Another day, another murder, another suspect refusing to talk. The precinct caught maybe half a dozen homicides a week. This was 1993, and this was north Brooklyn. For every case solved there were plenty more cold ones on the books. But the young precinct detective was skilled and lucky on this one. He had good street sources and he had a lead within hours of the shooting. It led to an arrest.
The precinct detective sat across the table from the suspect in a small, windowless interrogation room in the far corner of the precinct. He knew the suspect would not crack easily. The man was not some stickup kid who’d botched a robbery, not some crack fiend looking for quick cash, not some corner boy settling a score. The man, the detective believed, was a leader of the neighborhood’s most powerful gang. An hour or so into the questioning, the suspect held the line.
The door opened. Two men in suits walked in. The man in front was a broad-shouldered, barrel-chested, thin-waisted, thick-haired fellow with deep-set, dark eyes and an icy glare. The precinct detective knew this man. He’d seen him around the precinct. It was hard to miss him. He looked, colleagues often said, how a detective in a movie looks. And he played the part well. His suits were tailored. He always seemed to be chomping his trademark cigar, whether at the station, on the streets, or at the bar after hours. He had a booming voice thick with a Brooklyn accent. He had a hearty laugh and a respectable handshake. He loved to buy others drinks and trade stories. He was the friendliest and warmest man many of his peers had ever met, and he was quick to cut himself down with abundant doses of self-deprecation. It was hard not to love Detective Louis Scarcella.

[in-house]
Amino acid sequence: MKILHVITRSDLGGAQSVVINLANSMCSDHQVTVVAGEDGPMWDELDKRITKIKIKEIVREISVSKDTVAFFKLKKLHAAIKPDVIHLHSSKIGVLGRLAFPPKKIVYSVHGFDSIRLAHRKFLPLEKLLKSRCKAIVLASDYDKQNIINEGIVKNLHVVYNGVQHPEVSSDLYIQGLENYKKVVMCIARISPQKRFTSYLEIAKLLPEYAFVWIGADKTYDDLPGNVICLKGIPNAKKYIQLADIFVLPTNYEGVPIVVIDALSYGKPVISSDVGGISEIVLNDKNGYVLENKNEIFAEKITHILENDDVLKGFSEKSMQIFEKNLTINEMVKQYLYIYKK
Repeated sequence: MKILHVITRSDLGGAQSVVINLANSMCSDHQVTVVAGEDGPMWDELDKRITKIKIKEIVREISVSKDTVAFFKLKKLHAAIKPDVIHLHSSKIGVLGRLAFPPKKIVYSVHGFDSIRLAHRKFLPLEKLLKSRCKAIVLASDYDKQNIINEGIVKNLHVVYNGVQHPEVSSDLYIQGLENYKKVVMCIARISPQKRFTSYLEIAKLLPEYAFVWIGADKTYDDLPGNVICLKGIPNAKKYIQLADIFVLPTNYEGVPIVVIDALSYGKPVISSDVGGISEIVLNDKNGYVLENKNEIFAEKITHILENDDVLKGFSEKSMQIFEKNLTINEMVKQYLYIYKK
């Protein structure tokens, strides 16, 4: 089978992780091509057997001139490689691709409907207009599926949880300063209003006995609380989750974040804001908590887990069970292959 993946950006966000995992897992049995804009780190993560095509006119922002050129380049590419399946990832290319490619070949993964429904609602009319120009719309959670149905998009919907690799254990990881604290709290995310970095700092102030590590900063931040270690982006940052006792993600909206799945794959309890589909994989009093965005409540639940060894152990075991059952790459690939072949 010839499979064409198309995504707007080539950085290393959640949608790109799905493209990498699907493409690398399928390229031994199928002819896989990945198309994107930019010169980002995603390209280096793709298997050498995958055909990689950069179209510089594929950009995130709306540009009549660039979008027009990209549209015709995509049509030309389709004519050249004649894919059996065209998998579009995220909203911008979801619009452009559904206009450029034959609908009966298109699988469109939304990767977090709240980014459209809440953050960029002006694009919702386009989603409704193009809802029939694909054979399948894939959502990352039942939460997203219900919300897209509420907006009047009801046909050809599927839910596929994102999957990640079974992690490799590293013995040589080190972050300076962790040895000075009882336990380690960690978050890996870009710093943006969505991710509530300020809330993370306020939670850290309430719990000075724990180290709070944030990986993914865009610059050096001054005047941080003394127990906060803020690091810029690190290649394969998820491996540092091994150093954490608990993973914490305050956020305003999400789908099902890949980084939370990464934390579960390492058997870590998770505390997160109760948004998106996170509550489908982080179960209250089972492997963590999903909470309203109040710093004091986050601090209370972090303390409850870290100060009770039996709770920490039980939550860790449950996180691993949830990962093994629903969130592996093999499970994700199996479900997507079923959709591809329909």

Behind Scarcella stood his partner, Detective Steve Chmil, a stout man with a trim mustache, a brown comb-over, and skeptical, probing eyes. Where Scarcella seemed to seek the spotlight, Chmil was fine working in the shadows. The Robin to Scarcella’s Batman, cops around the borough joked. Scarcella and Chmil had come to assist on the precinct detective’s homicide case. He was expecting the company. Scarcella and Chmil were members of the Brooklyn North Homicide Squad, a roving, 40-man task force formed to relieve the borough’s murder epidemic. Precinct detectives faced dozens of robberies, burglaries, rapes, assaults, and shootings each month. The heavy caseloads made it tough to stay on top of a murder investigation for more than a few weeks. So homicide-squad detectives worked with the precinct detectives to help investigate murders. And perhaps no detective in New York City was better known for solving murder cases than Louis Scarcella.
Scarcella was the star of the Brooklyn North Homicide Squad. He had solved some of the city’s most notorious crack era crimes, plus scores more that got barely a blurb in the papers. He was tenacious and crafty. He developed close contacts on the streets. He had a knack for tracking down eyewitnesses. And he was a master at getting suspects to talk. “That crystal ball” in his stomach, he called it.
Great detectives, he once said in a television interview, had “the ability to get inside to that person’s soul whatever way you can and get the person to say what you need to hear.” What set Louis Scarcella apart, prosecutors and fellow cops believed, were his people skills. “He understood human nature,” says Douglas Nadjari, an assistant district attorney who prosecuted a few of Scarcella’s cases. “He could read people. He knew how to talk to people. He was empathetic. He didn’t talk down to them. He was not judgmental. He had a way with people.”